Writing is actually a big theme in the book, which makes sense when you have so many characters with little to do and so much going on in their heads. Harry writes the letters to Michael, he also keeps a note of the lives of the kookaburra family that nest nearby, written in the most gorgeous verse it is pure poetry. Keeping with nature, another major theme of the book, Little Hazel keeps her nature diary, and her mother a diary of the children’s illnesses year by year. Each of these forms of writing gives another insight into all the characters and often adds a real sense of humour to what could have possibly become a depressing book though never does.

1951/52
Michael: Concussion from bicycle accident, infected toe from spider bite (?), kicked by cow, v. bad cough, pecked by gander, eye infection, warts on feet, skewered with fork, burnt foot, constipation, infected splinter, nits.
Little Hazel: Tummy upset, headaches, chilblains, pecked by gander, warts, cough, scratched by cat, diarrhoea, nits.

I mentioned the theme of sex previously and indeed it is one of the main themes of the book. Okay, let us be frank there is A LOT of sex in Mateship with Birds, though really any surprise about that should be left at the door when ‘mateship’ is in the title yet it may surprise some as every few pages or so one of the characters either masturbates, inseminates or ejaculates at some point – or thinks about doing it. This will not be for all readers, as it is rather graphic, and I know some readers went completely off the book for it. Yet Mateship with Birds is a very animalistic and quite grubby (in a muddy sense initially) book anyway so I personally thought it worked really well and made sense often working as a metaphor for what else was going on in the book or a way of unleashing internal mental frustrations as well as the physical ones. Plus you also have a group of characters who have very little else going on, throw in that and the heat and it’s all going to get a bit heightened.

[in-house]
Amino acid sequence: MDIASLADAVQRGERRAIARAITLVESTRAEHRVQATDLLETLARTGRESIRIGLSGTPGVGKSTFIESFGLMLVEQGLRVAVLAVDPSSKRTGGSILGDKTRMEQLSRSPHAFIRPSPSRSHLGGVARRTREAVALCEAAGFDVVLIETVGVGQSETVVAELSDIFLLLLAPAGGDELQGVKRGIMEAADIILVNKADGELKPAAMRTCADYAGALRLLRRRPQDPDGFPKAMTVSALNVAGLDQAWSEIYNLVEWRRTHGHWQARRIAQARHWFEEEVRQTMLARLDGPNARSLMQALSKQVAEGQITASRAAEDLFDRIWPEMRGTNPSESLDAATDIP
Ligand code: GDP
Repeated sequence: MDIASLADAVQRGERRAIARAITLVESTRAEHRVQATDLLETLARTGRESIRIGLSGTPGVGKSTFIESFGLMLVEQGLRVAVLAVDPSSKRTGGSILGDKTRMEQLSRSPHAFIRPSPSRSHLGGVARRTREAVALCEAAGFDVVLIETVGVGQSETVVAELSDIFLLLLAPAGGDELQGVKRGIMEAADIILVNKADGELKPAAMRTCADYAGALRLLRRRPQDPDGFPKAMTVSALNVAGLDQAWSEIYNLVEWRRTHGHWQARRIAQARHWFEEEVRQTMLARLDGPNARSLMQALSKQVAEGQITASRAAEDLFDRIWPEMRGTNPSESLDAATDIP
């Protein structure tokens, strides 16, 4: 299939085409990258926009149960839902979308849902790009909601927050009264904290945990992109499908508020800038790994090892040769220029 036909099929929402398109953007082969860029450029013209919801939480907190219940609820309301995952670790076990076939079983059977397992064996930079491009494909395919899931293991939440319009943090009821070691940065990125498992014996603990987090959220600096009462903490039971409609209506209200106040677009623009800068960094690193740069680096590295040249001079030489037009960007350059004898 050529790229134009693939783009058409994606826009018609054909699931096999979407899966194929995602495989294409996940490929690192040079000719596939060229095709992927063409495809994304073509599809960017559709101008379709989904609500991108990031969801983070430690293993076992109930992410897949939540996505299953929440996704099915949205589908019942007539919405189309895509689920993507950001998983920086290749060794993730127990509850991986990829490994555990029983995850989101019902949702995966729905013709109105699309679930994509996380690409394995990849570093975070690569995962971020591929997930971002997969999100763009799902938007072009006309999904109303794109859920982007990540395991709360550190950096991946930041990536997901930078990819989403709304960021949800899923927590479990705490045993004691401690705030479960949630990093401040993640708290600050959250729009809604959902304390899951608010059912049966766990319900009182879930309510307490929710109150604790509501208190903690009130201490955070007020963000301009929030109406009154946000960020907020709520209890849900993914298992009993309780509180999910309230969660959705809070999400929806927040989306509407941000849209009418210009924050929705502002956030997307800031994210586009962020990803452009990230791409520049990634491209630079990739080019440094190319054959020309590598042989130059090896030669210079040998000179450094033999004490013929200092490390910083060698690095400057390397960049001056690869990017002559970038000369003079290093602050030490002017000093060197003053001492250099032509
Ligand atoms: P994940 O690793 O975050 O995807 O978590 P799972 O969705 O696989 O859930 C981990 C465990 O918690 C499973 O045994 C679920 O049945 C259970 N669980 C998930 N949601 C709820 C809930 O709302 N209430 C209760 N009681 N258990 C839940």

When the air is dry and thin
(early February)
you can hear the river birds to the north.
I thought at first
they were an echo,
but when you get your ear in
it’s clear
that each family sings its own song.

I do hope the sex factor doesn’t put people off this books though as really what Mateship with Birds is all about is loneliness, wanting to belong and looking at the question of what family is. I think Carrie Tiffany excels as she manages to create a novel that reminds us we aren’t so different from the birds and animals around us we like to think, we are all beasts and we function the way nature intended us to.

I do love an ‘earthy’ book and a grubby countryside setting – as I think there can be much darker things going on behind those countryside curtains, I also love a book with fully formed and rather dysfunctional characters whose lives you get thrown into. All of these loves are ticked in Mateship with Birds and more. It is wonderfully written and I highly recommend you give it a whirl; sex, warts and all!

2 Comments

Filed under Books of 2014, Carrie Tiffany, Picador Books, Review

2 responses to “Mateship with Birds – Carrie Tiffany

  1. Pingback: Let’s Talk About Sex… | Savidge Reads

  2. Pingback: My Top 12 Australian Books | Savidge Reads